Jan Johnson

Wisbit - March 2015

“What About the Other Guy”

A confession: Sometimes I get distracted - OK, annoyed! - by what others are doing. Their actions seem wrong to me but others give them good feedback; or they’re not doing their part; or they’re representing Christ but treating people harshly. How can this be?! I keep wishing God would do something about them! In reality, I know I’m judging them and I really want to stop.

Recently when I was untangling myself from such thoughts, I felt like Peter talking to Jesus, saying, “Lord, what about him?” (John 21:22). In that case, Jesus was giving Peter a glimpse of what his future would look like and Peter was quick to wonder what John’s future would be: “What about him?” Peter wasn’t being judgmental as I often am, but still Peter’s words resonated with me. So did Jesus’ answer: What is that to you, girl? It was as if while Jesus said this, he stood next to me, put his arm around me, and squeezed my shoulders in jest because he knows we have gone over this before. And Jesus grins. Indeed, the other person’s behavior has nothing to do with me. It is not mine to evaluate.

There is something for me to do instead. The same simple phrase precedes and follows this interchange: “Follow me” (John 21:19, 22). Follow. Focus on what God is leading me to do in this moment. Focus on the things God and I have been talking about - growing in love, living without contempt, arranging my life for transformation. Thoughts about whether others measure up to what I think they should be distracts me from what I need to do: Trust God and do the next thing.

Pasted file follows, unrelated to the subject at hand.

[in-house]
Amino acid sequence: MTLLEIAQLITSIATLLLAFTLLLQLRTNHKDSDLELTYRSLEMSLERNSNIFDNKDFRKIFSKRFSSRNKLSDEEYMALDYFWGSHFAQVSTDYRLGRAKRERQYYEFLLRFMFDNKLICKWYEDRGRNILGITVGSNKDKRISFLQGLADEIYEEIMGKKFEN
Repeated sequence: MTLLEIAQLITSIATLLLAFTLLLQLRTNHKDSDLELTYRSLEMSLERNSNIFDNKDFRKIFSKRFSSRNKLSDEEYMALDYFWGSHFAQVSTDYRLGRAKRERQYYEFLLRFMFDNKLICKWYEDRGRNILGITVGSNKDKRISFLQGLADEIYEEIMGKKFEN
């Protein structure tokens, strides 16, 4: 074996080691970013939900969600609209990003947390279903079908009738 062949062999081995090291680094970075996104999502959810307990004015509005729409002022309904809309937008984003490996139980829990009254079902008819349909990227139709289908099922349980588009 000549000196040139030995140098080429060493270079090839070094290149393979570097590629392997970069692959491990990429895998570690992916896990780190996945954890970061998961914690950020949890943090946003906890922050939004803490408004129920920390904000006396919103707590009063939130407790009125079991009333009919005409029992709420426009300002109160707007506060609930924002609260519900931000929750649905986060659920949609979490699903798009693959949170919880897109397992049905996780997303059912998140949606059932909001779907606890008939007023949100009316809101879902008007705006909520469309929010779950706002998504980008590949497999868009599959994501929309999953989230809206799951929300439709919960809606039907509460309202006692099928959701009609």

In 12-step circles, this idea is expressed this way: “I stay on my side of the street and let you stay on yours.” This picture has helped me so much over the years. I imagine myself standing in the middle of the street on the double yellow line, hands on hips, glaring at the person on the other side: they should not be doing what they are doing! And Jesus is behind me on my side of the street, sitting in the yard in an Adirondack chair under a weeping willow tree. He has something cool to drink. He points to the chair next to him and says to me: “Come and sit down. This is where you belong.” But I stand there in the road for a while longer.

Only slowly do I realize how silly I am. I come and sit down, choosing not to concern myself with what doesn’t concern me:

  • My heart is not lifted up, my eyes are not raised too high, I do not occupy my mind with things too great and wonderful for me. I have stilled and quieted my soul... (Ps 131:1,2)

As I was pondering this the other day, a simple thought filled my mind: Don’t give a second thought to anyone else’s faults. The rightness of this idea stunned me. It’s my second thoughts (and third and fourth and...) that get me into trouble. Others’ faults are not my business. It just means God’s got a handful dealing with that person. (It’s OK. God’s hands are big.) My “business” is to keep a right heart and turn my mind to the simple guidelines: Choose to be joyful, talk to God about every little thing, make gratitude lists all day long (1 Thessalonians 5:16-18, JJ par).  That creates a much richer life.  ©Jan Johnson

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    Grace and peace,
    Jan Johnson



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